Coping through COVID-19, Part Two: Diet and Exercise
Updated: May 3
Another health behavior that can easily fall apart after over a month of quarantine is diet and exercise. After all, the gyms are closed, rainy spring days keep us inside, and there are lines around the block at some grocery stores! Eating well and physical activity are not just about preventing weight gain. It’s about helping our bodies have the strength and nourishment they need to cope with all the stress we’ve been through lately. The body and mind are connected and are always in communication—being kind to your body can help you keep a steady, strong mind when things get tough. Here are a few suggestions to prioritize a healthy diet and movement, even in our current circumstances:
1) Use what you have
It’s so easy to fall into the trap of focusing on what you don’t have right now, rather than what you do have. Thinking about your old routines and how much has changed can get you stuck in the past or worrying about what the future may hold. We may put off exercising or healthy eating until “things go back to normal,” whenever or whatever that may be. This mindset keeps us from living in the present and using what we have to support our physical health.
Right now, exercise may look like signing up for a yoga class online, lifting a couple cans of tomatoes in your kitchen, or just dancing around to your favorite playlist! While it is not necessary to join any online exercise platforms, there are plenty that are offering free extended trials to get people moving now: https://www.goodhousekeeping.com/health/fitness/a31792038/coronavirus-live-stream-workout-classes/
If fresh produce is difficult to find at this time, don’t be afraid to try frozen or canned alternatives. Overall, we can more comfortably adjust when we choose to live in the present rather than putting our lives (and our health) on hold until we can get back to “normal” again.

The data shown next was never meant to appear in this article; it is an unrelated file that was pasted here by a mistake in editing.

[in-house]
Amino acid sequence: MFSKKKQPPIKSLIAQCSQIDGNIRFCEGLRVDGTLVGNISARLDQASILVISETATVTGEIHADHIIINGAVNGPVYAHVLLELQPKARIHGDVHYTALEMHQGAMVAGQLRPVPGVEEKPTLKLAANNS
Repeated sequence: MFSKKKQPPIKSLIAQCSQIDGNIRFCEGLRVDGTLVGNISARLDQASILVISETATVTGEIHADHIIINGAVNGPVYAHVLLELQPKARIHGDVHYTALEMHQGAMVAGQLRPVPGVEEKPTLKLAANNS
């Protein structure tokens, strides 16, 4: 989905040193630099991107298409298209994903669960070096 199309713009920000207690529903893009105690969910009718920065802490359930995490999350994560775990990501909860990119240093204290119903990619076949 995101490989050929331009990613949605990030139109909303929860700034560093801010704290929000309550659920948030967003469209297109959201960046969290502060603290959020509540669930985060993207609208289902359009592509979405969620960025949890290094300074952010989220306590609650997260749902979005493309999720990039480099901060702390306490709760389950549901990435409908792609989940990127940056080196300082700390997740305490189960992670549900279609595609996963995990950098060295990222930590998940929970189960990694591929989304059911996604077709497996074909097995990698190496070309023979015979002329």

2) Smart quarantine snacking
Don’t worry, I'm not going to suggest that you cut out the snacks while stuck in quarantine—that would be cruel! However, planning out snacks can help ensure that your food lasts longer (thereby minimizing return trips to the grocery store) and keep you satisfied without over-eating.
Breaking down large bags of shelf-stable snacks (e.g., pretzels, chips, popcorn) into single-serving sizes is truly worth the extra time up front to prevent mindlessly eating 6 or more servings in one sitting. You can also cut up fresh fruits and veggies (think baggies of baby carrots or apple slices) for an easy healthy ready-to-go snack. Preparing your grocery list ahead of time can get you in and out of the store in record time and can help minimize impulsive, craving-based purchases.
Most importantly, try to listen to your body rather than your thoughts when snacking. Thoughts can be driven by stress and emotions, which in turn can make us rely on food for comfort. By tuning into our bodies and hunger signals, we can more clearly understand our snacking habits and make mindful, health-based choices in the moment.
3) Self-compassion when healthy plans don’t go smoothly
Even in the most perfect circumstances, we are imperfect beings. We will have tough moments in which exercise or healthy eating feels nearly impossible. It is especially important to be kind to ourselves in these moments, rather than piling guilt and shame on top of suffering. Allow yourself room to make mistakes with any eating or exercise plan that you may undertake in the next few weeks or months. Coping with a pandemic is a new experience for almost all of us and will require time, patience, and perseverance to find new ways of managing our health and well-being.